In November, Norway’s €800bn sovereign wealth fund Norges bought a mixed-use property, which is currently under development, from Great Portland Estates for £276.5m. The property located at 73-89 Oxford Street was the fund’s second investment in London – more specifically on London’s central shopping street – since the Brexit vote in June. The building offers total floor space of 8100 sq m including two large retail units. It is pre-let to fashion retailers New Look and Benetton. In December, the fund also paid €1bn to acquire a 26,800 sq m office and retail asset on the world-famous Place Vendôme in Paris. Laid out at the beginning of the 18th century as a monument to the glory of Louis XIV, the square is famous for its luxury stores and hotels, which include the Ritz. There are numerous examples of international institutional investors’ appetite for prime retail prop-erties. In September, a joint venture formed by Oxford Properties, the $34bn real estate arm of Canadian pension fund OMERS, the Swiss luxury goods group Richemont (through its property arm RLG Real Estate Advisors), and the US family-owned commercial property investor Crown Acquisitions bought a prime New Bond Street property for £198m. In November, US pension investment group TIAA and Spanish retail developer NEINVER bought six outlet centres across Europe worth more than €700m, as well as another Spanish retail centre for a price reported to be over €100m, marking one of the largest retail acquisitions of the year.

If London and Paris are still the most attractive markets in Europe, Amsterdam, Barcelona and Warsaw are the rising stars. According to the specialist estate agent Savills, they should increasingly attract international brands aiming to expand in the region. Meanwhile, the research company Capital Economics says prime rental values have grown by 17% in Barcelona since the start of 2015 and 15% in Madrid.  
The omnichannel approach, or ‘clicks to bricks’, was the central theme of the latest MAPIC trade fair. At the conference, Cyril Grira (Head of Industry, Retail at Google) and Emmanuel Begerem (Head of Channel Partnerships at Google) said the frontier between online and offline is becoming blurred. “For instance, consumers search online before buying in store or compare prices with their mobile in physical stores. Google is closely collaborating with retailers and partners around the globe to develop online-to-store and omnichannel retailing solutions,” they said.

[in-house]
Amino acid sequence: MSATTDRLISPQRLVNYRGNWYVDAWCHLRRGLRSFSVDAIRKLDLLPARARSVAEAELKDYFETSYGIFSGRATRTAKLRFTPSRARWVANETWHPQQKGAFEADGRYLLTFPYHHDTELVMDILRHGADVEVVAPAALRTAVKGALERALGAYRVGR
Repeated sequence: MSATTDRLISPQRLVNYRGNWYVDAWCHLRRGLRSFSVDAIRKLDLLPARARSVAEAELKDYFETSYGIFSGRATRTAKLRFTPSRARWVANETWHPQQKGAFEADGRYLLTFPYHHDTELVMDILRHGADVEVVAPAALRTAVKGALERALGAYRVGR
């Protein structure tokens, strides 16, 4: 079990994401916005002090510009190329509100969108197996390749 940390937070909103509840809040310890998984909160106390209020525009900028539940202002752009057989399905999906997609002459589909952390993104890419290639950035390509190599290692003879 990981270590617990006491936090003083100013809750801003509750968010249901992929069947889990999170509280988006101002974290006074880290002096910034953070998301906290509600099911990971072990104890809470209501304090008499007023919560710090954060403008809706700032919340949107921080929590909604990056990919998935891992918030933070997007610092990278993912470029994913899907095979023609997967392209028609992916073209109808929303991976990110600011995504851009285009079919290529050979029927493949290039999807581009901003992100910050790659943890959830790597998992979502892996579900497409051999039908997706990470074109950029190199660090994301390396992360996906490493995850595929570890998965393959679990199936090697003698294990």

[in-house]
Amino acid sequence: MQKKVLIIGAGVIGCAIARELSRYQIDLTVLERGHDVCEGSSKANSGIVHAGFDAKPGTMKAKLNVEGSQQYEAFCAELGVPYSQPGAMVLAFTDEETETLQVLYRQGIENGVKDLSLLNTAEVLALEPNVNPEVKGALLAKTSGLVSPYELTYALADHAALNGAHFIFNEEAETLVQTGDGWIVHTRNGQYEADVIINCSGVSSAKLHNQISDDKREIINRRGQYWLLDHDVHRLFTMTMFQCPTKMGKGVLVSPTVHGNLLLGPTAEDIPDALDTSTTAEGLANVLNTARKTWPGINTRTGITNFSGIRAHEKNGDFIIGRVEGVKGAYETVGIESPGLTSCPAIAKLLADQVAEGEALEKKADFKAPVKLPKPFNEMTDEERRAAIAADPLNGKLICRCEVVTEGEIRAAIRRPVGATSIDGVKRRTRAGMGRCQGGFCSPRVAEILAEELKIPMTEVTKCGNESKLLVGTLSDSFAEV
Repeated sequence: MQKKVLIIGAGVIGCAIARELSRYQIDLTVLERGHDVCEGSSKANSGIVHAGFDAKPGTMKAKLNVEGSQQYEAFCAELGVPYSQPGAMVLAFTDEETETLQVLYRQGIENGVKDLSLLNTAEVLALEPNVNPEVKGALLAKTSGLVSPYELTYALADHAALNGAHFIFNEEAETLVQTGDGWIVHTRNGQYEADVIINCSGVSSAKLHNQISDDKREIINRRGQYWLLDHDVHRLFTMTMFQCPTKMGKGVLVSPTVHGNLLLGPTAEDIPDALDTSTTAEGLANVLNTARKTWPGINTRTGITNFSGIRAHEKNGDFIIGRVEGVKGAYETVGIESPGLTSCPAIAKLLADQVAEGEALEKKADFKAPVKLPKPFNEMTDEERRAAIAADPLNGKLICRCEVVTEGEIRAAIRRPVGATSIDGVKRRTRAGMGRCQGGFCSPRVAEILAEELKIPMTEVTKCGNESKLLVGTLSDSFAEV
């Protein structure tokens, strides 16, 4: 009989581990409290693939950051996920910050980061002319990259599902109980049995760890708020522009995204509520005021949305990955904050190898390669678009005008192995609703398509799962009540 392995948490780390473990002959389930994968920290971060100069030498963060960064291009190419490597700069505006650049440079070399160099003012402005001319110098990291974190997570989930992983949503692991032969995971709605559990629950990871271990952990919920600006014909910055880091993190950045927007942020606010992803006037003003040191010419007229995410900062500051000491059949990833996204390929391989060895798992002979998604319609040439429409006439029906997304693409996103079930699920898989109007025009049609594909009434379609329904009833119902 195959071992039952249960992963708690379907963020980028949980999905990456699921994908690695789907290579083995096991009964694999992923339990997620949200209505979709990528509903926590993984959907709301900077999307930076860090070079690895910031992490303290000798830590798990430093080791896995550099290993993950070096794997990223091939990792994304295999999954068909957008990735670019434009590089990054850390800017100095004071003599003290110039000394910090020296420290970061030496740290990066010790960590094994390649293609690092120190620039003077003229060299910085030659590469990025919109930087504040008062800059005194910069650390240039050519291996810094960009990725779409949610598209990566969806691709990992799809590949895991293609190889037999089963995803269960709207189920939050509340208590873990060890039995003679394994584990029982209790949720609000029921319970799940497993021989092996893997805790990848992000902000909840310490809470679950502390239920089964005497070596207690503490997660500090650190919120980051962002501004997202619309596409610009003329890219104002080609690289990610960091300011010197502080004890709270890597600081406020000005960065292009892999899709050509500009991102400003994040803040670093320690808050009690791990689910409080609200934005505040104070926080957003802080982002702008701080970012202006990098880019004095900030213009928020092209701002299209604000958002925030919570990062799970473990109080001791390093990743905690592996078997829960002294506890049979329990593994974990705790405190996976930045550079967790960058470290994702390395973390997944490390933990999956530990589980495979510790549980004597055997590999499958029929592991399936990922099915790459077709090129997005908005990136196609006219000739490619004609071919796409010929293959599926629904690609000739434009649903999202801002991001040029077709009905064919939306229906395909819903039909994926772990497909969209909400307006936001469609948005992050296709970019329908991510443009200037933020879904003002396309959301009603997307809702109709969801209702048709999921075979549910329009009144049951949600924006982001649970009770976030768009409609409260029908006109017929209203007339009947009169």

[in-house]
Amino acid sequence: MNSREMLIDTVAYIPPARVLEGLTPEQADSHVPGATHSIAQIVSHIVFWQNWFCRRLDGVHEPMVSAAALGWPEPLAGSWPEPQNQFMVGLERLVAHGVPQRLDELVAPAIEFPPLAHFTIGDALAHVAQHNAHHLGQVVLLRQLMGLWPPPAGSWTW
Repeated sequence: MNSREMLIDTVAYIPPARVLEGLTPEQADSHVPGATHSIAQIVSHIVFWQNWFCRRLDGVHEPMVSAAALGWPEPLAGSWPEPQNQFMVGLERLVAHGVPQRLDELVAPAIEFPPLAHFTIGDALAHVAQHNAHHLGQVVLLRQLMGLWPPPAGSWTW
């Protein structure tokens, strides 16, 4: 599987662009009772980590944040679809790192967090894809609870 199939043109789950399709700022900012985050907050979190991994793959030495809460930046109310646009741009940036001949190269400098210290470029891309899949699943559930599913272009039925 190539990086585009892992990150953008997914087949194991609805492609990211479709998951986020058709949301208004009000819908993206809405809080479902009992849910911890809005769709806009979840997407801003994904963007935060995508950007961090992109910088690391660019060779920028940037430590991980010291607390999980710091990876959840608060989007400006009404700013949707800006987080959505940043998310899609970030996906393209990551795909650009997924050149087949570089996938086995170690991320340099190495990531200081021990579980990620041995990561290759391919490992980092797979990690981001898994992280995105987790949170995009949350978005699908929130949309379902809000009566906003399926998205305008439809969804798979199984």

Still, online shopping is booming and this trend has been having a significant impact on another property segment – logistics – as pressure for ever-faster delivery is pushing logistics companies towards city centres. In Germany for example, where online sales were worth about €60bn in 2016, Amazon has launched a new fast-delivery service in Berlin and Munich with small distribution centres in central locations. Meanwhile, Deutsche Post DHL is building a distribution centre in Dusseldorf. “Current megatrends such as same-day and same-hour delivery are posing new challenges to logistics and retail companies,” according to Peter Kunz, who is Head of Industrial and Logistics, Germany at Colliers International. “With the growth in e-commerce, downtown logistics will continue to expand, creating new delivery models tailored to meet urban requirements. The scarcity of avail-able space calls for flexibility and creativity in order to effectively integrate small-scale logistics into large cities,” he says. At the end of 2016, it was announced that German investor and developer ECE will develop nine logis-tics centres across Germany for the logistics service provider Hermes. The centres will be completed by 2019 for a total investment of €600m and the projects are part of Hermes’ expansion plan as it seeks not only to adapt its infrastructure to increasing e-commerce sales, but also to accelerate shipping. “The new locations will take us closer to our existing and poten-tial new clients from the e-commerce industry,” said Dirk Rahn, Managing Director of operations at Hermes Germany. On average, one new distribution centre will be built every three months.

Once an alternative asset class, logistics is now attracting the biggest investors. In November, Singapore’s sovereign wealth fund GIC announced it had bought the pan-European logistics platform P3 Logistics Parks for €2.4bn. In the same month, Blackstone, the world’s biggest real estate private equity firm, said it had purchased a 204,000 sq m portfolio of lo-gistics assets in Spain and Italy. It did not disclose the purchase price. Logistics assets offer the biggest opportunities in European property over the next 12 months, according to 44% of institutional investors polled by online platform BrickVest in October. In Germany, logistics take-up rose to a record 5m sq m – despite short supply in the first nine months of 2016, according to estate agent JLL. Boosted by online retail, totals are 43% above the 10-year average. In the first half of 2016 alone, industrial and logistics investment in Europe was worth almost €11bn, according to BNPPRE.

A seamless customer experience, omnichannel strategies, online to store – a variety of new industry buzzwords suggest that 2017 should be another good year for retail and logistics property investments.